A zonedcloud is characterized by column densities for each of its zones, which can be accessed through the colDen property:

print zc.colDen


The column densities of all zones, and the number of zones, can be controlled when the zonedcloud is created using the keywords nZone and colDen; see zonedcloud for the full list of keywords.

Once a zonedcloud exists, all of the functions described above in this section are available for it, and will be applied zone by zone. For example, one can do:

zc.setTempEq()
print zc.Tg


to set and then print the temperature in each zone. Commands the report observable quantities or abundances will return appropriately-weighted sums over the entire cloud. For example:

zc.lineLum('co')[0]


returns a dict describing the $$J=1\rightarrow 0$$ line of CO. The quantities intTB and intIntensity that are part of the dict and contain the velocity-integrated brightness temperature and frequency-integrated intensity, respectively (see Line Emission), are sums over all zones, while ones like Tex (the excitation temperature) that do not make sense to sum are returned as an array giving zone-by-zone values.

Computing Line Profiles¶

Line profile computation operates somewhat differently then the previous examples, because it is provided through a stand-alone procedure rather than through the cloud class. This procedure is called lineProfLTE, and may be imported directly from the DESPOTIC package. The routine also requires emitter data stored in an emitterData object. The first step in a line profile calculation is therefore to import these two objects into the python environment:

from despotic import lineProfLTE
from despotic import emitterData


The second step is to read in the emitter data. The interface to read emitter data is essentially identical to the one used to add an emitter to a cloud. One simply declares an emitterData object, giving the name of the emitter as an argument:

csData = emitterData(’CS’) # Reads emitter data for the CS molecule


Alternately, emitter data may be obtained from a cloud, since clouds store emitter data for all their emitters. Using the examples from the previous sections:

coData = mycloud.emitters["CO"].data


copies the emitter data for CO to the variable coData.

The third step is to specify the radius of the cloud, and the profiles of any quantities within the cloud that are to change with radius, including density, temperature, radial velocity, and non-thermal velocity dispersion. Each of these can be constant, but the most interesting applications are when one or more of them are not, in which case they must be defined by functions. These function each take a single argument, the radius in units where the outer radius of the cloud is unity, and return a single floating point value, giving the quantity in question in CGS units. For example, to compute line profiles through a cloud of spatially-varying temperature and infall velocity, one might define the functions:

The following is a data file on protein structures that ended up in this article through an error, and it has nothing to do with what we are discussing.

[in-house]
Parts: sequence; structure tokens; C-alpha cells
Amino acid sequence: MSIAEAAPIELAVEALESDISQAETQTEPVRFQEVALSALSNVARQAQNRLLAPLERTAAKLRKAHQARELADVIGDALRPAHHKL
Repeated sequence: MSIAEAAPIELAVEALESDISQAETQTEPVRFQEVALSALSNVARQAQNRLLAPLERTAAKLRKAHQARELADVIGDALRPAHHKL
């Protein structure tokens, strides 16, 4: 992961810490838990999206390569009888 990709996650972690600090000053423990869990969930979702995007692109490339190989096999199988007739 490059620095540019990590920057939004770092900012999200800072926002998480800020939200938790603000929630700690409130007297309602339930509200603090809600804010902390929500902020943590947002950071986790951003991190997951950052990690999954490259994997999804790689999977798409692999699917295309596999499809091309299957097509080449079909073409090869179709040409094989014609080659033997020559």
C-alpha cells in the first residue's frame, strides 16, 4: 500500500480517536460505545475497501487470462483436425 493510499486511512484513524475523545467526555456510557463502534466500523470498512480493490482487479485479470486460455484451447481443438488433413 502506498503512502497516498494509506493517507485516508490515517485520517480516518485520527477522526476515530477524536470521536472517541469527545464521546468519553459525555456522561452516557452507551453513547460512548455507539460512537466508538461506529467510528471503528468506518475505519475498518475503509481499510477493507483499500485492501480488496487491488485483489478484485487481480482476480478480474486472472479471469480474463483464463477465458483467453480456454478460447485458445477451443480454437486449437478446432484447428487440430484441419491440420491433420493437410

R = 0.02 * 3.09e18 # 0.2 pc
def TProf(r):
return 8.0 + 12.0*np.exp(-r**2/(2.0*0.5**2))
def vProf(r):
return -4.0e4*r


The first function sets a temperature that varies from 20 K in the center of close to 8 K at the outer edge, and the second defines a velocity that varies from 0 in the center to $$-0.4$$ km $$\mathrm{s}^{-1}$$ (where negative indicates infall) at the outer edge. Similar functions can be defined by density and non-thermal velocity dispersion if the user so desires. Alternately, the user can simply define them as constants:

ncs = 0.1       # CS density 0.1 cm^-3
sigmaNT = 2.0e4 # Non-thermal velocity dispersion 0.2 km s^-1


The final step is to use the lineProfLTE routine to compute the brightness temperature versus velocity:

TB, v = lineProfLTE(cs, 2, 1, R, ncs, TProf, vProf, sigmaNT).


Here the first argument is the emitter data, the second and third are the upper and lower quantum states between which the line is to be computed (ordered by energy, with ground state = 0), followed by the cloud radius, the volume density, the temperature, the velocity, and the non-thermal velocity dispersion. Each of these quantities can be either a float or a callable function of one variable, as in the example above. If it is a float, that quantity is taken to be constant, independent of radius. This routine returns two arrays, the first of which is the brightness temperature and the second of which is the velocity at which that brightness temperature is computed, relative to line center. These can be examined in any of the usual numpy ways, for example by plotting them:

plt.plot(v, TB)


By default the velocity is sampled at 100 values. The routine attempts to guess a reasonable range of velocities based on the input values of radial velocity and velocity dispersion, but these defaults may be overridden by the optional argument vLim, which is a sequence of two values giving the lower and upper limits on the velocity:

TB, v = lineProfLTE(cs, 2, 1, R, ncs, TProf, vProf, sigmaNT,
vLim=[-2e5,2e5]).


A variety of other optional arguments can be used to control the velocities at which the brightness temperature is computed. It is also possible to compute line profiles at positions offset from the geometric center of the cloud, using the optional argument offset – see lineProfLTE.

Escape Probability Geometries¶

DESPOTIC supports three possible geometries that can be used when computing escape probabilities, and which are controlled by the escapeProbGeom optional argument. This argument is accepted by all DESPOTIC functions that use the escape probability formalism, including all those involving computation of line emission. This optional argument, if included, must be set equal to one of the three strings sphere (the default), slab, or LVG. These choices correspond to spherical geometry, slab geometry, and the large velocity gradient approximation, respectively.